It was not easy to decide what style and length to give this small, brief study. The amount of reference material available on the olive tree and its oil is truly vast, much more so than I had imagined. For this reason I have focused, rather than actually telling the history as others have done so well before me, on offering a series of curiosities on olive oil and the olive tree, starting from mythology and arriving at its use, already in antiquity, for cosmetic purposes.
As perhaps will be understood while reading, the part that I enjoyed the most, and which involved me the most, was that in which I attempted to reconstruct the presence of this ancient plant in art history. The last chapter is entirely devoted to the OLIVELLA products, in which I referred to the studies carried out at Umbria Olii S.p.A., and the work done for a university degree thesis. I hope I have succeeded in contributing to highlighting the novelty brought by OLIVELLA to the cosmetics sector: at long last, a truly natural line of products, obtained completely from olive oil!
Prof.ssa Camilla Mariani Zucchi
The olive tree has accompanied man's life since the remotest times. Its origin seems to lie in some lands of southwestern Asia, from where it was allegedly transplanted in Egypt, Greece and its islands, southern Italy, and Sicily. Keeping in mind the fact that the colonies of Magna Grecia were founded between the late 8th century BC and the early 7th, it is probable that the cultivation of the olive tree dates from this period. However, not to be forgotten is the sea trade in these areas carried on by the Phoenicians, who referred to the oil as "liquid gold".
During the 6th century BC, the Etruscans and Umbrians had already cultivated the practice of growing olives. The Etruscans were great olive consumers, which can be deduced also from the olive pits found, although they preferred to use the oil for cosmetic purposes, as can be seen by archaeological finds such as jars and ointment containers.
Various myths tell of the origin and dissemination of the olive tree. One of the most famous tells of the dispute for the possession of the Acropolis between Poseidon and Athena, which was ended by Zeus who decided that the winner be the one who created something useful for humanity. The victory went to the goddess, who created the first olive plant.
The plant remained so strongly connected with Athena that in ancient Greece, during the games held in her honor, the winners' prize was the Panathenaic amphora, which was filled with olive oil coming from the olive grove consecrated to the goddess.
But for the poet Virgil, instead, the inventor of the olive tree wasn't Athena, but Minerva (Artemis for the Greeks): "...oleaque Minerva inventrix..."
It is narrated that Apollo was born underneath an olive tree, which became associated with him, along with the laurel bush and palm tree. So was his sister Artemides, and perhaps it is not be chance that the goddess of beauty was born under the plant that produced the oil that was already used in the Greek world for body care. According to another myth, it was the shepherd Aristeus, who traveled through Thessaly, Arcadia, Sardinia, and Sicily on foot, who taught the peoples of the Mediterranean lands the secrets of its cultivation.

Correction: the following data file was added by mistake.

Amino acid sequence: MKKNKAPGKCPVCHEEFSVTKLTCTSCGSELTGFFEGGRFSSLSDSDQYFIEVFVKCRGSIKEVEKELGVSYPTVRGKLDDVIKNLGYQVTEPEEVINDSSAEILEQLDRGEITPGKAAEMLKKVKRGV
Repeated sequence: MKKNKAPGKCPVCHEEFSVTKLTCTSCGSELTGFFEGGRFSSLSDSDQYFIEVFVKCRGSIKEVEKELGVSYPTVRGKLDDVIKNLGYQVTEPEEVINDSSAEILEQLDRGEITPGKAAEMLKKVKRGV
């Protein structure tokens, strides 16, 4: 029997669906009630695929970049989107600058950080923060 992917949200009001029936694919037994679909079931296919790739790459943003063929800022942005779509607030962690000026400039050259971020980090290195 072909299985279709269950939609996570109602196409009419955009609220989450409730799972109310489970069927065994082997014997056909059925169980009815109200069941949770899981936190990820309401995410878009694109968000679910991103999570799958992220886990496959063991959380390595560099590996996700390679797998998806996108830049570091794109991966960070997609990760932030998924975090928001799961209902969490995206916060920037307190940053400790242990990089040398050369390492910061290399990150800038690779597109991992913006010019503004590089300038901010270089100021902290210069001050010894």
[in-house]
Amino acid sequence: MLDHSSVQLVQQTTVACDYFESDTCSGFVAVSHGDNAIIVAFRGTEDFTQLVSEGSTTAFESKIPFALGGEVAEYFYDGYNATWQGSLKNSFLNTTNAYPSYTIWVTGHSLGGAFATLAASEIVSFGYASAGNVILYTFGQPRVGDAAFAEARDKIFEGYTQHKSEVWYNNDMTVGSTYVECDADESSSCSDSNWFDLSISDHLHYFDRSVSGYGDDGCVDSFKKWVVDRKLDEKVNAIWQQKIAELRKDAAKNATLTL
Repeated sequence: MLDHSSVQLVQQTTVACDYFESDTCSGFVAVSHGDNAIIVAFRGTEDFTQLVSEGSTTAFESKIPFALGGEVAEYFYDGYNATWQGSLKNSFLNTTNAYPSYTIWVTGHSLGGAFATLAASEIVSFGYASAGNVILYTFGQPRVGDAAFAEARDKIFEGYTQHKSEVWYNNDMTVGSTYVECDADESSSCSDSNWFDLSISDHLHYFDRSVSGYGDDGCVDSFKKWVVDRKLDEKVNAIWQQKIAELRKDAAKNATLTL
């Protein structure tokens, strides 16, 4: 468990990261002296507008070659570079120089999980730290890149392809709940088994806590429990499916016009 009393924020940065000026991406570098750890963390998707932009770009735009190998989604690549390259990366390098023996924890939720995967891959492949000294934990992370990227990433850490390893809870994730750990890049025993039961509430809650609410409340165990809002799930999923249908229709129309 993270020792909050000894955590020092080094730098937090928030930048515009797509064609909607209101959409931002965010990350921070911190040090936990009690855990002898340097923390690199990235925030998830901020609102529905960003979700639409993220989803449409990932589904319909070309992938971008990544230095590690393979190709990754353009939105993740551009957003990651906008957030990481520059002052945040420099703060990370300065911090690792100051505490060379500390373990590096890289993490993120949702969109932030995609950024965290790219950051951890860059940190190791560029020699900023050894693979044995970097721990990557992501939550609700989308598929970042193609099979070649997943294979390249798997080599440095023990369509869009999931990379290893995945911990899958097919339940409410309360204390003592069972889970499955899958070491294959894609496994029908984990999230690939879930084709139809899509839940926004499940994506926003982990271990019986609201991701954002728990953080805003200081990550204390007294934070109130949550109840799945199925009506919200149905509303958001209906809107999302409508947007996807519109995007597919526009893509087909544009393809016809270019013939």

Not only mythology, but biblical texts also tell us of the sacredness of the olive tree. It would be interesting, even if a very long research project, to trace the passages of the Holy Scriptures where these references appear. Suffice it for the moment just to remember, referring to another mention made in the section devoted to the spread of the olive tree in the art world, the fact that the olive tree, among all those in the Earthly Paradise, represents the tree of life. In the Apocalypse of Moses, Adam, who has been cast away from Paradise, ill and dying, turns to Eve and says, “Go on! Go with our son to Paradise! Cover your heads with earth, cry, beg the Lord to have mercy on me, to send the angel to Paradise and give me the oil which runs from the tree! Then bring it to me, so that I can anoint myself with it and find peace!” Today, still, in the Christian tradition, anointing sanctions the entrance of every man into the sphere of God's elected.
Known since the remotest times, the olive tree, with the product of its fruits, was considered in different contexts and by different peoples a sacred plant, used to accompany numerous religious ceremonies. For example, it is featured in the funeral rites of both the Egyptians and the Greeks: Egyptian pharaohs were anointed after death with olive oil, and olive oil burning lamps were found in their tombs. And who does not remember the famous pages of the IIliad in which Achilles, before avenging the death of Patroclus, arranges his funeral, ordering his companions to wash the body, anointing it and filling the wounds with ointment nine years old.
Nevertheless the use of olive oil was never relegated solely to the sacred sphere. As mentioned by various writers of antiquity, it was a fundamental product in the food, medical, and cosmetic fields, and thus was not separated from the more practical and concrete aspects of everyday life. What we are most interested in here is to show how the use of olive oil for body care and beauty is not a recent invention: Egyptians, Greeks, and Romans had already discovered this.
But before dealing with this aspect, I would like to make a short digression into the historic-artistic context, to see how much and in what way our tree was depicted by artists in different time periods.